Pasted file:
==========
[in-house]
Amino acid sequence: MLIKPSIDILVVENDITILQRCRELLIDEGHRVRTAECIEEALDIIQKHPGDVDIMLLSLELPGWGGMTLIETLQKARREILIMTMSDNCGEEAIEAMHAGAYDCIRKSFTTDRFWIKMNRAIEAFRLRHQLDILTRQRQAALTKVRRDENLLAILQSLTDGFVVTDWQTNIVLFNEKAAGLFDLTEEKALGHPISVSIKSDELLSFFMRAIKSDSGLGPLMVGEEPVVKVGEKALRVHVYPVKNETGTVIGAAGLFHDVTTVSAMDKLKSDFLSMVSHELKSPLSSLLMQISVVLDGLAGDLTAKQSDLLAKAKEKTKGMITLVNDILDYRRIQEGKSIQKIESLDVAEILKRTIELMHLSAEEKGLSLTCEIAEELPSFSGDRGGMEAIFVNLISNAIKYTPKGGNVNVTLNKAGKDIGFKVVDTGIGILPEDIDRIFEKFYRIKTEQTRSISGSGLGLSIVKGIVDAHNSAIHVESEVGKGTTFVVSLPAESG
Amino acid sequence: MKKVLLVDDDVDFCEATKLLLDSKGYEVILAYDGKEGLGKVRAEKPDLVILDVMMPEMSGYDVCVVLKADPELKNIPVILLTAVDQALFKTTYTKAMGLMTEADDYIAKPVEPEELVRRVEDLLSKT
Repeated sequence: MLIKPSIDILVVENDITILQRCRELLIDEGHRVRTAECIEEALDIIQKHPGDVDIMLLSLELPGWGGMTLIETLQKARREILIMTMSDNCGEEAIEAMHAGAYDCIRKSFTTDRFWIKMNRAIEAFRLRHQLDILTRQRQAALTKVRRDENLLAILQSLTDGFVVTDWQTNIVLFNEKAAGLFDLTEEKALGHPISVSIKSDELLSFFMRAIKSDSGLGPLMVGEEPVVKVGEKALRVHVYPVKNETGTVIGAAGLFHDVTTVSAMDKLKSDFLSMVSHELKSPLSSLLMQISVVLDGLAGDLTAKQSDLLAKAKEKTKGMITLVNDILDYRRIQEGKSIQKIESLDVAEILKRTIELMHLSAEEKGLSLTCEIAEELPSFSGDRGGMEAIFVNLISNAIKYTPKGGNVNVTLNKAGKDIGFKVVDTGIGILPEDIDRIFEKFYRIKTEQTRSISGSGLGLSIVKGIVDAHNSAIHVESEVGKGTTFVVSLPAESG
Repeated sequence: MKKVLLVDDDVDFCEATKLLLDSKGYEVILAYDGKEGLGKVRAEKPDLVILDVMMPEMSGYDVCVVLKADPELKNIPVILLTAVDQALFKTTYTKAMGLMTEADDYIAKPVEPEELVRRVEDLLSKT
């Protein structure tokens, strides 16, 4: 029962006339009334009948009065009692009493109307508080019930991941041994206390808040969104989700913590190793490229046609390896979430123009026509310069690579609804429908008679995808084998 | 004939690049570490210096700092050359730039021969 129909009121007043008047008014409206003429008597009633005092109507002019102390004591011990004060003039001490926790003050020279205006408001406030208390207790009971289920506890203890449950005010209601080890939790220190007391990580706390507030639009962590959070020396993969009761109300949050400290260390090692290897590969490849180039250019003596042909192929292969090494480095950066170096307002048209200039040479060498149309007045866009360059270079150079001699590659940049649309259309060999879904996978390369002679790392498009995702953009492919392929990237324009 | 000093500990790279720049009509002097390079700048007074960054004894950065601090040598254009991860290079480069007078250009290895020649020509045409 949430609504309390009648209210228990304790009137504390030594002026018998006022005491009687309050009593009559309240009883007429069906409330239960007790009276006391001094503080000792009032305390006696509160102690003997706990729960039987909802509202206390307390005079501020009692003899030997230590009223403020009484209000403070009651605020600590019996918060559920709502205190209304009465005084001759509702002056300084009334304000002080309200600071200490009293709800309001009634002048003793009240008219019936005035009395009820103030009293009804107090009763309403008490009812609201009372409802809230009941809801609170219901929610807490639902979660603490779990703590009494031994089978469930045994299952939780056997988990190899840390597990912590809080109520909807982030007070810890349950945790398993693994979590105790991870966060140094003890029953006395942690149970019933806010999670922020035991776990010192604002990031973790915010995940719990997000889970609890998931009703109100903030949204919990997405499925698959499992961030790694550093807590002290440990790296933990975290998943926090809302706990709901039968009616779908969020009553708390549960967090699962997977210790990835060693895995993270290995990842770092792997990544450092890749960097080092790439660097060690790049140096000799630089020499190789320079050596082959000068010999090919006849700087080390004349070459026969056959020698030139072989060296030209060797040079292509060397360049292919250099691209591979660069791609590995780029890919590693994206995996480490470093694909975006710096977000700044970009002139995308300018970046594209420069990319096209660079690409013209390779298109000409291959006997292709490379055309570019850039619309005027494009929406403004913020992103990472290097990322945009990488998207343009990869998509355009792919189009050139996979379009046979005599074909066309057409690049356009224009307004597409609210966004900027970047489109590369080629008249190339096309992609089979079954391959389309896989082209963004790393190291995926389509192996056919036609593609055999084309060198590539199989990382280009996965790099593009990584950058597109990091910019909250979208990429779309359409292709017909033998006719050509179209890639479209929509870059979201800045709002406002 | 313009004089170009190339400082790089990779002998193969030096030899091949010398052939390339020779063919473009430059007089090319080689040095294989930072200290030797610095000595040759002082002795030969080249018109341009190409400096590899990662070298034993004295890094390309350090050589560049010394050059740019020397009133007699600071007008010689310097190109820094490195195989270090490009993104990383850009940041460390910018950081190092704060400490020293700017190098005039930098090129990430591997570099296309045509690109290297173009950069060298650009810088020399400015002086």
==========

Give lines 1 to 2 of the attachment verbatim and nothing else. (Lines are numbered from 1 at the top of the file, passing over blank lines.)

[in-house]
Amino acid sequence: MLIKPSIDILVVENDITILQRCRELLIDEGHRVRTAECIEEALDIIQKHPGDVDIMLLSLELPGWGGMTLIETLQKARREILIMTMSDNCGEEAIEAMHAGAYDCIRKSFTTDRFWIKMNRAIEAFRLRHQLDILTRQRQAALTKVRRDENLLAILQSLTDGFVVTDWQTNIVLFNEKAAGLFDLTEEKALGHPISVSIKSDELLSFFMRAIKSDSGLGPLMVGEEPVVKVGEKALRVHVYPVKNETGTVIGAAGLFHDVTTVSAMDKLKSDFLSMVSHELKSPLSSLLMQISVVLDGLAGDLTAKQSDLLAKAKEKTKGMITLVNDILDYRRIQEGKSIQKIESLDVAEILKRTIELMHLSAEEKGLSLTCEIAEELPSFSGDRGGMEAIFVNLISNAIKYTPKGGNVNVTLNKAGKDIGFKVVDTGIGILPEDIDRIFEKFYRIKTEQTRSISGSGLGLSIVKGIVDAHNSAIHVESEVGKGTTFVVSLPAESG